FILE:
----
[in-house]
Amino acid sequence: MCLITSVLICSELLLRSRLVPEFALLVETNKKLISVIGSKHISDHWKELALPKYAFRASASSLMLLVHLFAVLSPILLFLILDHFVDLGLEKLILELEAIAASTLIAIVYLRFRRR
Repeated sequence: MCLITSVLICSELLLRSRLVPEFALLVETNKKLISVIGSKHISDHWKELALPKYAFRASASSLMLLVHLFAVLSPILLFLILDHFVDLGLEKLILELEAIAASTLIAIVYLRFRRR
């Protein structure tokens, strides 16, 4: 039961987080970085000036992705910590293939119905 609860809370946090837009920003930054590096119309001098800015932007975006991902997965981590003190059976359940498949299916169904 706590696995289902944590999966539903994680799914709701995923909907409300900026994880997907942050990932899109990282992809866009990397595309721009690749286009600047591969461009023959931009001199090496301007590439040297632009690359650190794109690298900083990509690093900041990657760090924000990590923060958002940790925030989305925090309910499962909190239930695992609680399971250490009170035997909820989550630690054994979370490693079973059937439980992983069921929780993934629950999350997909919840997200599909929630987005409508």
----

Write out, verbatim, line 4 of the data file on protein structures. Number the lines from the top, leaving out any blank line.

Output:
């Protein structure tokens, strides 16, 4: 039961987080970085000036992705910590293939119905 609860809370946090837009920003930054590096119309001098800015932007975006991902997965981590003190059976359940498949299916169904 706590696995289902944590999966539903994680799914709701995923909907409300900026994880997907942050990932899109990282992809866009990397595309721009690749286009600047591969461009023959931009001199090496301007590439040297632009690359650190794109690298900083990509690093900041990657760090924000990590923060958002940790925030989305925090309910499962909190239930695992609680399971250490009170035997909820989550630690054994979370490693079973059937439980992983069921929780993934629950999350997909919840997200599909929630987005409508």